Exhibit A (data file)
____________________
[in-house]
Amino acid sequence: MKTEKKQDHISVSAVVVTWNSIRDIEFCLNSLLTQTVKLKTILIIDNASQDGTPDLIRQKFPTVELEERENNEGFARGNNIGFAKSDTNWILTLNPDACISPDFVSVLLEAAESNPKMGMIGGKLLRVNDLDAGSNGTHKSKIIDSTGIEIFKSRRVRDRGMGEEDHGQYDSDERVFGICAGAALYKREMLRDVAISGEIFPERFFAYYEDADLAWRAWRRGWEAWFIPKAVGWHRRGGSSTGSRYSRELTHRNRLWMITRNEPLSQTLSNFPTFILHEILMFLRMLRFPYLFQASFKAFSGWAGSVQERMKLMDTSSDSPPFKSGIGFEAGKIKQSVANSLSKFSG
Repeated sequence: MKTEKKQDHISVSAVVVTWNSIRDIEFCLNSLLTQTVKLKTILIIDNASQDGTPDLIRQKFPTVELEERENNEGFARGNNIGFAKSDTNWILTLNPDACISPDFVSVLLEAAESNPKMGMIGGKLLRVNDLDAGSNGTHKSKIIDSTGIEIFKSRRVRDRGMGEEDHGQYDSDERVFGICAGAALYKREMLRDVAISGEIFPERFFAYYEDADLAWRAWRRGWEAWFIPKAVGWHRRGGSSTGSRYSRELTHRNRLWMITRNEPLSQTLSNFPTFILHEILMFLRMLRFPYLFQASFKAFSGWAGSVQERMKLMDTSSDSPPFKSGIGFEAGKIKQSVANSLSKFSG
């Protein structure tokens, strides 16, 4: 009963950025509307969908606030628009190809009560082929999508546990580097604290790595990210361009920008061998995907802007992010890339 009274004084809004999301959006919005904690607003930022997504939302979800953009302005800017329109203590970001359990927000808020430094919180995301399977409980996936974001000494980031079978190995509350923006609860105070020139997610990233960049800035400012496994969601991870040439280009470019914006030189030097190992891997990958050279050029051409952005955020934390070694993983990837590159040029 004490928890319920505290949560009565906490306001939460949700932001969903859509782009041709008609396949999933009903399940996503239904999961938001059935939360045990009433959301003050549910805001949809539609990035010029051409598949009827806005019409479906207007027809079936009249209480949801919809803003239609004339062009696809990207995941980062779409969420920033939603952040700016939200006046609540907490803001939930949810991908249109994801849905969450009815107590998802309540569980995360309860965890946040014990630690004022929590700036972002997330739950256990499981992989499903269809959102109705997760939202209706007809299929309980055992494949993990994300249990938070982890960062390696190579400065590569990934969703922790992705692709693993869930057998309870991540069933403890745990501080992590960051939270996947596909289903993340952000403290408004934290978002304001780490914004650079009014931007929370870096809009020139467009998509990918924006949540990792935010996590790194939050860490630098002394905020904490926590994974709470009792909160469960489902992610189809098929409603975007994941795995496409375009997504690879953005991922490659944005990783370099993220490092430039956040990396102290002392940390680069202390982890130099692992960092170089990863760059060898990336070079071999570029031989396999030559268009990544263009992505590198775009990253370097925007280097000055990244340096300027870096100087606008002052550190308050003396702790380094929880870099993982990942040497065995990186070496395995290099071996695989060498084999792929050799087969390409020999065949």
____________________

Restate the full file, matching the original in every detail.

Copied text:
[in-house]
Amino acid sequence: MKTEKKQDHISVSAVVVTWNSIRDIEFCLNSLLTQTVKLKTILIIDNASQDGTPDLIRQKFPTVELEERENNEGFARGNNIGFAKSDTNWILTLNPDACISPDFVSVLLEAAESNPKMGMIGGKLLRVNDLDAGSNGTHKSKIIDSTGIEIFKSRRVRDRGMGEEDHGQYDSDERVFGICAGAALYKREMLRDVAISGEIFPERFFAYYEDADLAWRAWRRGWEAWFIPKAVGWHRRGGSSTGSRYSRELTHRNRLWMITRNEPLSQTLSNFPTFILHEILMFLRMLRFPYLFQASFKAFSGWAGSVQERMKLMDTSSDSPPFKSGIGFEAGKIKQSVANSLSKFSG
Repeated sequence: MKTEKKQDHISVSAVVVTWNSIRDIEFCLNSLLTQTVKLKTILIIDNASQDGTPDLIRQKFPTVELEERENNEGFARGNNIGFAKSDTNWILTLNPDACISPDFVSVLLEAAESNPKMGMIGGKLLRVNDLDAGSNGTHKSKIIDSTGIEIFKSRRVRDRGMGEEDHGQYDSDERVFGICAGAALYKREMLRDVAISGEIFPERFFAYYEDADLAWRAWRRGWEAWFIPKAVGWHRRGGSSTGSRYSRELTHRNRLWMITRNEPLSQTLSNFPTFILHEILMFLRMLRFPYLFQASFKAFSGWAGSVQERMKLMDTSSDSPPFKSGIGFEAGKIKQSVANSLSKFSG
């Protein structure tokens, strides 16, 4: 009963950025509307969908606030628009190809009560082929999508546990580097604290790595990210361009920008061998995907802007992010890339 009274004084809004999301959006919005904690607003930022997504939302979800953009302005800017329109203590970001359990927000808020430094919180995301399977409980996936974001000494980031079978190995509350923006609860105070020139997610990233960049800035400012496994969601991870040439280009470019914006030189030097190992891997990958050279050029051409952005955020934390070694993983990837590159040029 004490928890319920505290949560009565906490306001939460949700932001969903859509782009041709008609396949999933009903399940996503239904999961938001059935939360045990009433959301003050549910805001949809539609990035010029051409598949009827806005019409479906207007027809079936009249209480949801919809803003239609004339062009696809990207995941980062779409969420920033939603952040700016939200006046609540907490803001939930949810991908249109994801849905969450009815107590998802309540569980995360309860965890946040014990630690004022929590700036972002997330739950256990499981992989499903269809959102109705997760939202209706007809299929309980055992494949993990994300249990938070982890960062390696190579400065590569990934969703922790992705692709693993869930057998309870991540069933403890745990501080992590960051939270996947596909289903993340952000403290408004934290978002304001780490914004650079009014931007929370870096809009020139467009998509990918924006949540990792935010996590790194939050860490630098002394905020904490926590994974709470009792909160469960489902992610189809098929409603975007994941795995496409375009997504690879953005991922490659944005990783370099993220490092430039956040990396102290002392940390680069202390982890130099692992960092170089990863760059060898990336070079071999570029031989396999030559268009990544263009992505590198775009990253370097925007280097000055990244340096300027870096100087606008002052550190308050003396702790380094929880870099993982990942040497065995990186070496395995290099071996695989060498084999792929050799087969390409020999065949």